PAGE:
Friday, July 19, 2019

Health :: science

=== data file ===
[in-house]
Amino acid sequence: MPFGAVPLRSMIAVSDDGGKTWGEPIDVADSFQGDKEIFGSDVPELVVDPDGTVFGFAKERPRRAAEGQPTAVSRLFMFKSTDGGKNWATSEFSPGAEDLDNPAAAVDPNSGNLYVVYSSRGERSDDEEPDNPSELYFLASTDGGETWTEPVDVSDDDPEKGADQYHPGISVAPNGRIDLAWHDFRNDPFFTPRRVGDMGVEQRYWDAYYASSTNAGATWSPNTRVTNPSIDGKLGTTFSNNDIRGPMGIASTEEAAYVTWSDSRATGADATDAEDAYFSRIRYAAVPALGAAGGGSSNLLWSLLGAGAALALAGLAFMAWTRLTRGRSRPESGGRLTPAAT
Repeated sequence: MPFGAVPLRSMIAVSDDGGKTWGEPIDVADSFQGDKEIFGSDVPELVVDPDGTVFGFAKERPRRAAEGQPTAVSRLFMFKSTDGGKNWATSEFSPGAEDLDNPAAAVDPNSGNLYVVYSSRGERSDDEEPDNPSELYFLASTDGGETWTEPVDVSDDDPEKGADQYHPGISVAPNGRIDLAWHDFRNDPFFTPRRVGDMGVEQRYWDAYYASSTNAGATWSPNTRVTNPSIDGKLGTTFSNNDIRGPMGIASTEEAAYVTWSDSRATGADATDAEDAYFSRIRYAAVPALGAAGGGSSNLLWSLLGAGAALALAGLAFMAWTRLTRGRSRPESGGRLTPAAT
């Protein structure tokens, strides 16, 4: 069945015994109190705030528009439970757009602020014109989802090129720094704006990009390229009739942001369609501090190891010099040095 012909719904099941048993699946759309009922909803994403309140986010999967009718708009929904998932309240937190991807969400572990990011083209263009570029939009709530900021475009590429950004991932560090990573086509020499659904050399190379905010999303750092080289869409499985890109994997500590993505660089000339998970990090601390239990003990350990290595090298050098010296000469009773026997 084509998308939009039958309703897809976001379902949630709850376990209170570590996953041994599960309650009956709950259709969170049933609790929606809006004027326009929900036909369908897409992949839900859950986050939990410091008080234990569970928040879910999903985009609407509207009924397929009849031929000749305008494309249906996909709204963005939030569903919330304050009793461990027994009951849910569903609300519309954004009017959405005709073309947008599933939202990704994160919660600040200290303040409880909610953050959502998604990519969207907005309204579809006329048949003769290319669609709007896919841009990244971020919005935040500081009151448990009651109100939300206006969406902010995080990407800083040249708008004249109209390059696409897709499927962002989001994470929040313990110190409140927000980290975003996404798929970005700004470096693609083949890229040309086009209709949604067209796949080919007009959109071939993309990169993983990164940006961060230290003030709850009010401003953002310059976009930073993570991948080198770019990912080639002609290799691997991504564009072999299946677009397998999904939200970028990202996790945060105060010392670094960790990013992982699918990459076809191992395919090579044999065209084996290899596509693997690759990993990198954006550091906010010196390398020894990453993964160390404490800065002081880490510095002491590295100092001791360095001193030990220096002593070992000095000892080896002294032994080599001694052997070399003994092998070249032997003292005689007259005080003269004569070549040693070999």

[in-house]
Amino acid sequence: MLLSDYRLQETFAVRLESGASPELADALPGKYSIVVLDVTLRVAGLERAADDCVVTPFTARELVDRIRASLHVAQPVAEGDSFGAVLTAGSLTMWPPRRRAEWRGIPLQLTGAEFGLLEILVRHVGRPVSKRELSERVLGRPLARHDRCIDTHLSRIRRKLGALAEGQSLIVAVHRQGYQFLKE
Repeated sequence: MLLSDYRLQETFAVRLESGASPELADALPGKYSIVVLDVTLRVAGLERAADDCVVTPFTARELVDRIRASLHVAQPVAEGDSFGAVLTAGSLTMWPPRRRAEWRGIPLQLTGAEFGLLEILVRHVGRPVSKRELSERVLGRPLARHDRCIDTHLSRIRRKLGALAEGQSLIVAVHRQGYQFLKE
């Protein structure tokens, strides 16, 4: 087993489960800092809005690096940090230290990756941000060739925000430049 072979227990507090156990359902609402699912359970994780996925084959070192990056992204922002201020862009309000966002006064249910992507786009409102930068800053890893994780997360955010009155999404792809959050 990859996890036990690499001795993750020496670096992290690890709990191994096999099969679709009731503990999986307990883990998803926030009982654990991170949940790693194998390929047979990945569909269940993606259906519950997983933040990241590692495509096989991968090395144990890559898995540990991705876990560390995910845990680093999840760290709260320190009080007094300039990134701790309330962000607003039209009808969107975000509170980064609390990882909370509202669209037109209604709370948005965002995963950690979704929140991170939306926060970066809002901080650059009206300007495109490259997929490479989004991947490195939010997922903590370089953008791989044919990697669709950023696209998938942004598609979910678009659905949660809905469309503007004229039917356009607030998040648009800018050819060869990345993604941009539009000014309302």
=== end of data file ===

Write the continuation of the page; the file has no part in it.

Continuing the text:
Health Twenty-five years ago, the great Athenian doctor Hippocrates believed that balance is health and that imbalance is the cause of all illness and pain. For more than three hundred years, this concept has been in disfavour. Now, clinical experiences with Phen/Fen suggest that Hippocrates was right. While both phentermine and fenfluramine have been available since the mid-seventies, patients were generally reluctant to use them because of the always present fear of addiction. During many instances when people did try either one of these new drugs, they could not tolerate the side effects. The pills in fact do work, because they trick the brain into thinking that the stomach is full. But they also seem to affect the brain in other, less desirable ways. The thought process behind creating a ‘superdrug’ such as Phen/Fen, was that by combining the two medications, one could take advantage of their different pharmacologic actions getting, in essence, better effectiveness while hopefully minimizing the "mild" side effects (Michael D. Myers. 1997). Despite the side effects that are still present, drug companies are making lots of money off of Phen/Fen. It is the second fastest growing drug in the country. In 1996, it earned about $191 million for its maker, Wyath-Ayerst (CNN. 1997). Obesity, poor nutrition, and inactivity are estimated to contribute to about 300,000 deaths a year (National Institution of Health. 1996), thus there is an increased demand for such pills as Phen/Fen. In this paper, I will discuss the two drugs that make up Phen/Fen, Fenfulramine and Phentermine, and discuss the side effects for each of the pills. I will introduce Serotonin and Dopamine, two of the brain’s neurotransmitters and the effect of Phen/Fen on them. I will also discuss who should and who shouldn’t use this potentially dangerous diet. Finally, I will look at a case study from Michael D. Myers which makes some very important conclusions about the diet. Fenfluramine Fenfluramine was discovered at approximately the same time as it’s cousin, Phentermine. Fenfluramine has always been strongly associated with many side effects. The most prominent of it’s side effects is Primary Pulmonary Hypertension which is a life threatening complication (Michael D. Myers. 1997). An estimated 1 in 17,000 patients that are treated for longer than 3 months will develop this condition (New England Journal of Medicine. 1996). The symptoms may be vague chest discomfort of development of an insidious feeling of shortness of breath (Abenhaim, L.

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